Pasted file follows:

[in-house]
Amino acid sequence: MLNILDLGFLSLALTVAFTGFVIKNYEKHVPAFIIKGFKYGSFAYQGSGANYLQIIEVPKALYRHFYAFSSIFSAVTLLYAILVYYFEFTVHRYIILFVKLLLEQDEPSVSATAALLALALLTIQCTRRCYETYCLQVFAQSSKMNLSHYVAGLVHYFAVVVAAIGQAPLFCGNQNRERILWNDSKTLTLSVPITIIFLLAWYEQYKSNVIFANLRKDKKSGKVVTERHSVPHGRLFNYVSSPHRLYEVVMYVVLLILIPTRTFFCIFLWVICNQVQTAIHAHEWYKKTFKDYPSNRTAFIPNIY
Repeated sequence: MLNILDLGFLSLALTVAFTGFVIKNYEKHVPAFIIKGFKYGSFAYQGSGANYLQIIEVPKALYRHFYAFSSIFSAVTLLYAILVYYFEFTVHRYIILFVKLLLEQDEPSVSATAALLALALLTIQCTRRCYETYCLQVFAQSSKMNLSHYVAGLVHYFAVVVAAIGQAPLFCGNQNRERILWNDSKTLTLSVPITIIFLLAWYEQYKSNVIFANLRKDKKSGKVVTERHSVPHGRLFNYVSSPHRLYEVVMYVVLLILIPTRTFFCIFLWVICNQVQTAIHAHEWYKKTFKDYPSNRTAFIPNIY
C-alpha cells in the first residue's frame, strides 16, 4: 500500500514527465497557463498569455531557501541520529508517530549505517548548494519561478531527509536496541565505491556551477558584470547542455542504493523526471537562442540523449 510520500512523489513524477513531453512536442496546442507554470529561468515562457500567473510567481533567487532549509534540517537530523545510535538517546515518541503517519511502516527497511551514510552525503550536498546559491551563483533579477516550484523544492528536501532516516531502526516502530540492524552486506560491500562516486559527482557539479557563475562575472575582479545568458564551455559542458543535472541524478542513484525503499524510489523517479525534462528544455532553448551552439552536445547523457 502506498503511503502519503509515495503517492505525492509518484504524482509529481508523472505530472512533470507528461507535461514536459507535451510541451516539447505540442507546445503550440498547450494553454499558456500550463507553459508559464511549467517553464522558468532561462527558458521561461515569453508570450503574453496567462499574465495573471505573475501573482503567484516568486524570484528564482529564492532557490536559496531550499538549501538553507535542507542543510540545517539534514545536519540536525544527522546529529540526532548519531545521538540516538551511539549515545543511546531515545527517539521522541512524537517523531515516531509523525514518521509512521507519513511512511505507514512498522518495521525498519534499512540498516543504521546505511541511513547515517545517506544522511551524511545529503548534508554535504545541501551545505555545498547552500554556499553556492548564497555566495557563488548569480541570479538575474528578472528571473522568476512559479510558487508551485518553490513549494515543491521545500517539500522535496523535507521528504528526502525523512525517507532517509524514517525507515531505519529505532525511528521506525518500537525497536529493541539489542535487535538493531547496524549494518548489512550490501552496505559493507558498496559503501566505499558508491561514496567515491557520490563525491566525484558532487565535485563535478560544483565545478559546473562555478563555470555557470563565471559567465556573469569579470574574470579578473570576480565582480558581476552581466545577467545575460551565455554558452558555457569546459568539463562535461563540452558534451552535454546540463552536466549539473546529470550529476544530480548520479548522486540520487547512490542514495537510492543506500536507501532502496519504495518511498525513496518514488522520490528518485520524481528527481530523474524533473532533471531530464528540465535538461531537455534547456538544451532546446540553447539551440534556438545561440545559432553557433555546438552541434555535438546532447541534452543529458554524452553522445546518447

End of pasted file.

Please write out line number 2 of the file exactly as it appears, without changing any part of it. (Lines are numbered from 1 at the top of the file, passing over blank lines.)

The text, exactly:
Amino acid sequence: MLNILDLGFLSLALTVAFTGFVIKNYEKHVPAFIIKGFKYGSFAYQGSGANYLQIIEVPKALYRHFYAFSSIFSAVTLLYAILVYYFEFTVHRYIILFVKLLLEQDEPSVSATAALLALALLTIQCTRRCYETYCLQVFAQSSKMNLSHYVAGLVHYFAVVVAAIGQAPLFCGNQNRERILWNDSKTLTLSVPITIIFLLAWYEQYKSNVIFANLRKDKKSGKVVTERHSVPHGRLFNYVSSPHRLYEVVMYVVLLILIPTRTFFCIFLWVICNQVQTAIHAHEWYKKTFKDYPSNRTAFIPNIY